When it comes to our moods, we choose to be happy… or not. ever before. Still, it’s increasingly easier to waste valuable time doing less than productive things in cyberspace. Of course it’s not healthy to absorb only “hard news” 24/7, although in my line of work it’s hard to choose otherwise. Even so, we need to choose other options. It’s good to take a breather, to have a day of rest or take a vacation. We can even decide to take little mental getaways or maybe even a “power nap” during the day, but hopefully not while on the company time clock. When it comes to our moods, we choose to be happy… or not. Sometimes circumstances overwhelm us and direct moods for a while, but at some point it’s our choice to grab something positive to adjust our thinking. Choosing to medicate or put an emotional “band aid” on life’s chal-
lenges won’t last long. Deciding to try to do the right thing always makes more sense. At least it’s a goal worth pursuing. Path to dependence I sense that Americans have gotten used to having others make choices for them. The recession caused more people to depend on Uncle Sam for support, and certainly many are thankful for occasional “safety nets.” But focusing on fear and having long-term addiction to government largesse can seduce some into believing there’s no more choosing, just “getting what I deserve, for free… no responsibilities.” That’s a path that leads to serfdom. If “joy comes in the morning,” and it does, we can choose to be excited about each day God has given us, despite the problems and challenges. Happiness isn’t some-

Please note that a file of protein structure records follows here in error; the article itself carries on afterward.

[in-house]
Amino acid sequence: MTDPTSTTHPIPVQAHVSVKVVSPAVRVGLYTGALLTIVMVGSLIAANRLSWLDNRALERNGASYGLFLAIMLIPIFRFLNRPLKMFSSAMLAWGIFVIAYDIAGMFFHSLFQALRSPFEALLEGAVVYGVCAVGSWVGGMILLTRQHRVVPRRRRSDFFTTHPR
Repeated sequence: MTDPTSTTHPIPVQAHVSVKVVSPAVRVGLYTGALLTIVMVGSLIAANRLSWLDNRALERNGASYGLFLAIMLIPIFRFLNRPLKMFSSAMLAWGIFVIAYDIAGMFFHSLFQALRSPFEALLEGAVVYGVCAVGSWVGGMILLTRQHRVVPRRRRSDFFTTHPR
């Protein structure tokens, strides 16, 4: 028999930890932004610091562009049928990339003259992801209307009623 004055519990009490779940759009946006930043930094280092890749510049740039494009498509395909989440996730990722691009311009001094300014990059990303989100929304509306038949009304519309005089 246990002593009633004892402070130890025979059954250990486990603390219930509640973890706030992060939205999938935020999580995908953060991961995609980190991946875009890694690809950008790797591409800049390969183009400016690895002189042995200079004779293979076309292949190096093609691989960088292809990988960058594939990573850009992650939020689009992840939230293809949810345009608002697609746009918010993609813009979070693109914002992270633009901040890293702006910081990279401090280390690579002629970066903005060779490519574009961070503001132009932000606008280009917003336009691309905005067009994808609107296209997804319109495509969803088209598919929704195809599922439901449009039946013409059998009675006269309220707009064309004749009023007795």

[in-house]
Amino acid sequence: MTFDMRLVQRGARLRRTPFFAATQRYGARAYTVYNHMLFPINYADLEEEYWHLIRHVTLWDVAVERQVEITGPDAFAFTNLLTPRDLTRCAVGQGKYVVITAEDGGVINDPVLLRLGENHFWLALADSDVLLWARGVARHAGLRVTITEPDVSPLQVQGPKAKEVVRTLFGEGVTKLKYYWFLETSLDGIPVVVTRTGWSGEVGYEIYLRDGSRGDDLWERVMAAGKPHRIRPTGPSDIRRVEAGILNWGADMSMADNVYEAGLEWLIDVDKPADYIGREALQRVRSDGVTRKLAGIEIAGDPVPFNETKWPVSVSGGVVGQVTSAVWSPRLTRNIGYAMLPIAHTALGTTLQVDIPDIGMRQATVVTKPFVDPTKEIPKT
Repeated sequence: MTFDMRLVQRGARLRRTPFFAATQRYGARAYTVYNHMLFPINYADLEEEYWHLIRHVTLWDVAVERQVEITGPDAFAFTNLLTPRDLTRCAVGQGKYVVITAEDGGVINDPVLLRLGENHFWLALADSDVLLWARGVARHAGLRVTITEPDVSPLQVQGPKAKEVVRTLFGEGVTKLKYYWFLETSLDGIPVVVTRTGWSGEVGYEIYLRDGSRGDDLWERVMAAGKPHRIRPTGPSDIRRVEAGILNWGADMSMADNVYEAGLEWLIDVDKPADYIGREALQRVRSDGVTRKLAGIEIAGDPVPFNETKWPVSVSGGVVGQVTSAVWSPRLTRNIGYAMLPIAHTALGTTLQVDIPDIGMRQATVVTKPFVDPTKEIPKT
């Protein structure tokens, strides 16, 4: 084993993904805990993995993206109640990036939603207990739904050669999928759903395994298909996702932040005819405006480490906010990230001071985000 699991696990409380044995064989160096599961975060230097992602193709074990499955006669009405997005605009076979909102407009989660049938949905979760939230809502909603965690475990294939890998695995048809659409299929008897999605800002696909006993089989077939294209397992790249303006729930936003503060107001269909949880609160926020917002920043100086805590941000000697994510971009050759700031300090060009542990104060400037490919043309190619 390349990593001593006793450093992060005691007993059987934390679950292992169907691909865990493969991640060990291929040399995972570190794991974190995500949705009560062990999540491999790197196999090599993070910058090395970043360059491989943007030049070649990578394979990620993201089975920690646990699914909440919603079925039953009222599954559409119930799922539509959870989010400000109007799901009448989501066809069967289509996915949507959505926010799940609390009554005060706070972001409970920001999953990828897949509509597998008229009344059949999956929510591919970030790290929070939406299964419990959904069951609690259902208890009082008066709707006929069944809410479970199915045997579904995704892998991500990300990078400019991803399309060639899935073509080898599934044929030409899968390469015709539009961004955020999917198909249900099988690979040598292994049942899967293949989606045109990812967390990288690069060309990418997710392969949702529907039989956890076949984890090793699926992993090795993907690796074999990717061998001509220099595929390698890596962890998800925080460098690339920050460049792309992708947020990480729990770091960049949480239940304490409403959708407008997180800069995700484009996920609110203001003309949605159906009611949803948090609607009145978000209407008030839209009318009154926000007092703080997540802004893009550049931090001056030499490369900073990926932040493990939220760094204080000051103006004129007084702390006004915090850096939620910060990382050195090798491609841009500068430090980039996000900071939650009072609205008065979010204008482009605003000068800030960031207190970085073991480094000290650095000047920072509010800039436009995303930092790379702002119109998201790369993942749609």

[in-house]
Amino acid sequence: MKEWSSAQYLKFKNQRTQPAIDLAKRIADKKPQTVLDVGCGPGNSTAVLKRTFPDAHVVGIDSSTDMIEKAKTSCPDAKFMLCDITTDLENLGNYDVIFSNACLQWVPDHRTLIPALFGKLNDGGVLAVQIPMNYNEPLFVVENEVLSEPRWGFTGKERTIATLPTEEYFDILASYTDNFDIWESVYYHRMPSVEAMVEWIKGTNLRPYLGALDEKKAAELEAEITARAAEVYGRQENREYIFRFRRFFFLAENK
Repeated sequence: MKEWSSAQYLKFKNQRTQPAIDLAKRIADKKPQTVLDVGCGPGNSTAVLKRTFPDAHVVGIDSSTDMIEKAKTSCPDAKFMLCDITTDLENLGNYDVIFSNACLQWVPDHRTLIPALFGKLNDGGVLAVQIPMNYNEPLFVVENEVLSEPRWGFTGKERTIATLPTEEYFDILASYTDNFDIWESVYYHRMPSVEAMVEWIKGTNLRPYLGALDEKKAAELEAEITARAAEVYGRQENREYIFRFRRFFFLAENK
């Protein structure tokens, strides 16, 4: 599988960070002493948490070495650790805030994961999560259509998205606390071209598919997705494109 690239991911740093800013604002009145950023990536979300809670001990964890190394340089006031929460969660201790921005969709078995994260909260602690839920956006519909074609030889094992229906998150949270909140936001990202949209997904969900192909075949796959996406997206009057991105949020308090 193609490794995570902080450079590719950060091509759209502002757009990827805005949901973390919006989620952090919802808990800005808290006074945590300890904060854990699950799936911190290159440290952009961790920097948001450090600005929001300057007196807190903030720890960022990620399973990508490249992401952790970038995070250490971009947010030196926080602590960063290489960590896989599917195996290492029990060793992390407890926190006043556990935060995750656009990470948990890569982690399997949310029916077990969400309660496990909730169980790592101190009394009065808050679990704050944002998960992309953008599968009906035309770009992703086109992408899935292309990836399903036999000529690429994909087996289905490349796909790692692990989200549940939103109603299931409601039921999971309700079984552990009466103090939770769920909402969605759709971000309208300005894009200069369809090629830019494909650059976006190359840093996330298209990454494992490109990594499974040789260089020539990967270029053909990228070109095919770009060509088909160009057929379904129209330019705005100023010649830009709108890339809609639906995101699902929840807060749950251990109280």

thing that simply happens, so it’s partly up to each of us to spread it, starting with excitement and enthusiasm. Set your mind on these things. This is the point where I’ll be asked, “How can you be happy and excited when Mark there’s so much pain in the world?” I hear you, but I don’t believe God wants us to wallow in the messes. Yes, mourn with those who mourn, rejoice with those who rejoice, but do something important daily. Press toward the goal with the talents God gave you. That thought, in itself, leads to a more cheerful heart and happier days. When we’re happier, we are bolder in our ways and more confident. That can lead to more sharing of the Good News, in spite of the daily dose of the bad. If we share more we’re loving others more by interacting with them, and enjoying our lives together in our community.
ready whining about being “bored.” I have lost count of the number of friends who say things such as, “I’m so burned out on the election already… it doesn’t matter.” That’s a very sad choice, and an irresponsible one. If peoLarson ple who are usually in the game choose to opt out and take their “political involvement ball” home, the easier it is for the other side to win. Liberty and freedom lose. Summer’s a great time to think about these things and be thankful for all the choices we have in life. I know that I have chosen life through Christ, and that thought alone helps me decide to take on every day with all the energy God can give me. Choosing to be involved in our country, especially in times such as these, is important and essential. And there’s absolutely nothing “boring” about that.
Pursue liberty and freedom As the election season heats up and political candidates and issues are considered, I am increasingly concerned that too many of us have decided to be like the little kids, just out of school for vacation, al-